Fewer than two-thirds of employees (64%) in the UK are satisfied with their jobs, according to the preliminary findings of a new survey by Mercer Human Resource Consulting covering over 1,100 workers. This figure represents a reduction of 10% since the survey was last conducted, three years ago. Furthermore, fewer than 6 in 10 employees (59%) feel a strong sense of commitment to their organization – a 5% decline since 2002.
Dr. Patrick Gilbert, Head of Organisational Research and Effectiveness at Mercer, commented, “The employment market has become more buoyant in the last two years, so more employees are feeling restless and dissatisfied in their jobs. With more opportunities available, people often think the grass is greener elsewhere. When employment opportunities are limited, employees tend to have lower expectations and feel more satisfied with their jobs.”
Mercer also found that just 60% of employees are proud to work for their organization, and only 65% believe they have a long-term future with their current employer. “If employees respect senior management and feel their organization is performing well, they’re more likely to feel proud and committed,” said Dr. Gilbert. “Senior managers can help build long-term commitment by communicating a clear vision of the company’s future and by defining career paths for their staff. This approach can have a profound impact on organizational performance, as committed employees deliver superior service, leading to improved customer satisfaction and a long-term source of competitive advantage.”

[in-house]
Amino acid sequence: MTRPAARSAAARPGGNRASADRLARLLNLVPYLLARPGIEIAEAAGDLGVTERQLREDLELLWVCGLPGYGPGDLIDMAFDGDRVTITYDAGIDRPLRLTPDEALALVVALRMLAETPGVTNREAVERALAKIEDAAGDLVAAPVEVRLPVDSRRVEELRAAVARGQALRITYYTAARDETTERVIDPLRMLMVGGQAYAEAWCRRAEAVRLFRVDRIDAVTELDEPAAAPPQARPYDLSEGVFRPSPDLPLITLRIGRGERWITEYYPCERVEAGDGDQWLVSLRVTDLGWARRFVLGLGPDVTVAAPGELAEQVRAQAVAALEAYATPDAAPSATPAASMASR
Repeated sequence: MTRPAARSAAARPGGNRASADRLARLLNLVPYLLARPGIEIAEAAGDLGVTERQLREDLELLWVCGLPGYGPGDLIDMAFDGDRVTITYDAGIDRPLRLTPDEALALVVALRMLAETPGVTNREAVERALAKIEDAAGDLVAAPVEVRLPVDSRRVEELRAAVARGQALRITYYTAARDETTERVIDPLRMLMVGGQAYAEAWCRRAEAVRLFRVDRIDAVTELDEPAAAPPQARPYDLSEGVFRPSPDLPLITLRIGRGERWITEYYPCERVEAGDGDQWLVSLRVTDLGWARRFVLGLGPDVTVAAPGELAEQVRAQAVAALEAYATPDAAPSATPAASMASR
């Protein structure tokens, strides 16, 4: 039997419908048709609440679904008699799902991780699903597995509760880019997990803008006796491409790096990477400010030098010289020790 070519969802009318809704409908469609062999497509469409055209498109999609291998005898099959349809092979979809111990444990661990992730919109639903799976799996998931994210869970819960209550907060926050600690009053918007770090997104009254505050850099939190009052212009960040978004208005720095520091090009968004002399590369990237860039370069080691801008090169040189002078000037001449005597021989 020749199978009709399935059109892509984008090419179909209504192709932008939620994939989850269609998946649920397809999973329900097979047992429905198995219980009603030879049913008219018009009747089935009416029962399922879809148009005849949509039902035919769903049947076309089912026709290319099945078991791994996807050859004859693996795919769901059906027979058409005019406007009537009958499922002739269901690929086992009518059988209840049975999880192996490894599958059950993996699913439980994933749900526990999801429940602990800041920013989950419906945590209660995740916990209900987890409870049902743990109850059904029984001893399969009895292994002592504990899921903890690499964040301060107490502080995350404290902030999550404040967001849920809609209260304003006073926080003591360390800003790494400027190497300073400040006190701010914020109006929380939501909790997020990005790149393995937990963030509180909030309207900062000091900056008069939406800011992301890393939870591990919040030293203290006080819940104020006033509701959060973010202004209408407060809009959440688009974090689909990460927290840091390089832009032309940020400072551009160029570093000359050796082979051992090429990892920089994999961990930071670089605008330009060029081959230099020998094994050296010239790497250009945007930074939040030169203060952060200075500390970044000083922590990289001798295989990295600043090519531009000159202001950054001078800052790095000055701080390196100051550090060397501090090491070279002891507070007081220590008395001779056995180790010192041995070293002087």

Just half of the survey respondents thought managers understood the problems facing employees in their jobs. “Organizations that encourage two-way communication are more likely to appreciate the problems facing employees. Staff loyalty will increase if employers demonstrate empathy and support for their employees,” commented Dr. Gilbert.
The survey also found that fewer than half the respondents (46%) felt encouraged to come up with new and better ways of doing things. “The culture in many organizations is for management to give orders rather than gather ideas, so employees often feel unable to suggest improvements to work processes. Organizations that fail to listen to employee suggestions could be missing a trick,” said Dr. Gilbert. “Employees are closest to operational issues and customer concerns and can provide timely information on how to improve business performance.”
Note on the survey
The results of Mercer’s What’s Working Survey are based on data collected from a survey of 1,119 working adults representing a broad cross-section of industries. Respondents completed a survey about their perceptions of their job, organization, work environment, compensation, benefits and the management of their organization. The weighted survey results are representative of the entire British workforce and individual industry sectors. A similar survey was carried out in 2002.
More information is at www.mercerHR.com/ukpress